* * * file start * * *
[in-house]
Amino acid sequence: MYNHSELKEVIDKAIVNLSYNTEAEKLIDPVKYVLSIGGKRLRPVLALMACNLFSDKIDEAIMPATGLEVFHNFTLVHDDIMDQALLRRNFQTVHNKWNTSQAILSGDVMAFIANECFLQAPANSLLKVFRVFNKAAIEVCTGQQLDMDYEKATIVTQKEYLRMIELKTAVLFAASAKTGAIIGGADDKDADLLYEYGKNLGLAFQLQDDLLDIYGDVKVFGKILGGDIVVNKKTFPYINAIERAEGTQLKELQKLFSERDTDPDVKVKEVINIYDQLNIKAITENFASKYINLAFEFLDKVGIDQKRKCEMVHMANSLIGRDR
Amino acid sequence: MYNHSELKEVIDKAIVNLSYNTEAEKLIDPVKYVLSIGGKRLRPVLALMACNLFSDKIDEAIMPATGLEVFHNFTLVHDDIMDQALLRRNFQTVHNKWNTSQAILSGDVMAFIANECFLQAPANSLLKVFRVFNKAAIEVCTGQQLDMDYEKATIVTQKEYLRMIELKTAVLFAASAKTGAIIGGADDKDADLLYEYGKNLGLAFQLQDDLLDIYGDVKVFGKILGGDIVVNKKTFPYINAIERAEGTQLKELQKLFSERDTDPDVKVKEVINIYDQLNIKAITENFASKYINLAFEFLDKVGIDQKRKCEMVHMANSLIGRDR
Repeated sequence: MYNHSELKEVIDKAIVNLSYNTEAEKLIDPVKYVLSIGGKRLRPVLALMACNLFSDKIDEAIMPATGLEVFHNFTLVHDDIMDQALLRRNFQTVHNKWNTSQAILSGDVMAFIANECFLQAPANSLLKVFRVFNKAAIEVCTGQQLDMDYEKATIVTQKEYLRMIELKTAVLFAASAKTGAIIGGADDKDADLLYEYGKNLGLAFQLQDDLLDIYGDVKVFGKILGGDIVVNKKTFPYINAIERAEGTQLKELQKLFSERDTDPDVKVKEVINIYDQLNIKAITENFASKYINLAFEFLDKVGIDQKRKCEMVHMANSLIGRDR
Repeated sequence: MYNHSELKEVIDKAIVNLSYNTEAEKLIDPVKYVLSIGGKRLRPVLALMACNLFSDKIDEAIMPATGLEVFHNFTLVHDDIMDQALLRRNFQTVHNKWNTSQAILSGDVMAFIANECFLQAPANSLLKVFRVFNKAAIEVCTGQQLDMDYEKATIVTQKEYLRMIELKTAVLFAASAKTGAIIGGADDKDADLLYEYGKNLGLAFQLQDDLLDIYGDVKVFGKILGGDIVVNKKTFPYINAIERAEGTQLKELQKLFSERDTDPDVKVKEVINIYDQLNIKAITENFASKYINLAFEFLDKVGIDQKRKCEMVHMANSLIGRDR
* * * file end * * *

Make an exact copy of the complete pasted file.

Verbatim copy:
[in-house]
Amino acid sequence: MYNHSELKEVIDKAIVNLSYNTEAEKLIDPVKYVLSIGGKRLRPVLALMACNLFSDKIDEAIMPATGLEVFHNFTLVHDDIMDQALLRRNFQTVHNKWNTSQAILSGDVMAFIANECFLQAPANSLLKVFRVFNKAAIEVCTGQQLDMDYEKATIVTQKEYLRMIELKTAVLFAASAKTGAIIGGADDKDADLLYEYGKNLGLAFQLQDDLLDIYGDVKVFGKILGGDIVVNKKTFPYINAIERAEGTQLKELQKLFSERDTDPDVKVKEVINIYDQLNIKAITENFASKYINLAFEFLDKVGIDQKRKCEMVHMANSLIGRDR
Amino acid sequence: MYNHSELKEVIDKAIVNLSYNTEAEKLIDPVKYVLSIGGKRLRPVLALMACNLFSDKIDEAIMPATGLEVFHNFTLVHDDIMDQALLRRNFQTVHNKWNTSQAILSGDVMAFIANECFLQAPANSLLKVFRVFNKAAIEVCTGQQLDMDYEKATIVTQKEYLRMIELKTAVLFAASAKTGAIIGGADDKDADLLYEYGKNLGLAFQLQDDLLDIYGDVKVFGKILGGDIVVNKKTFPYINAIERAEGTQLKELQKLFSERDTDPDVKVKEVINIYDQLNIKAITENFASKYINLAFEFLDKVGIDQKRKCEMVHMANSLIGRDR
Repeated sequence: MYNHSELKEVIDKAIVNLSYNTEAEKLIDPVKYVLSIGGKRLRPVLALMACNLFSDKIDEAIMPATGLEVFHNFTLVHDDIMDQALLRRNFQTVHNKWNTSQAILSGDVMAFIANECFLQAPANSLLKVFRVFNKAAIEVCTGQQLDMDYEKATIVTQKEYLRMIELKTAVLFAASAKTGAIIGGADDKDADLLYEYGKNLGLAFQLQDDLLDIYGDVKVFGKILGGDIVVNKKTFPYINAIERAEGTQLKELQKLFSERDTDPDVKVKEVINIYDQLNIKAITENFASKYINLAFEFLDKVGIDQKRKCEMVHMANSLIGRDR
Repeated sequence: MYNHSELKEVIDKAIVNLSYNTEAEKLIDPVKYVLSIGGKRLRPVLALMACNLFSDKIDEAIMPATGLEVFHNFTLVHDDIMDQALLRRNFQTVHNKWNTSQAILSGDVMAFIANECFLQAPANSLLKVFRVFNKAAIEVCTGQQLDMDYEKATIVTQKEYLRMIELKTAVLFAASAKTGAIIGGADDKDADLLYEYGKNLGLAFQLQDDLLDIYGDVKVFGKILGGDIVVNKKTFPYINAIERAEGTQLKELQKLFSERDTDPDVKVKEVINIYDQLNIKAITENFASKYINLAFEFLDKVGIDQKRKCEMVHMANSLIGRDR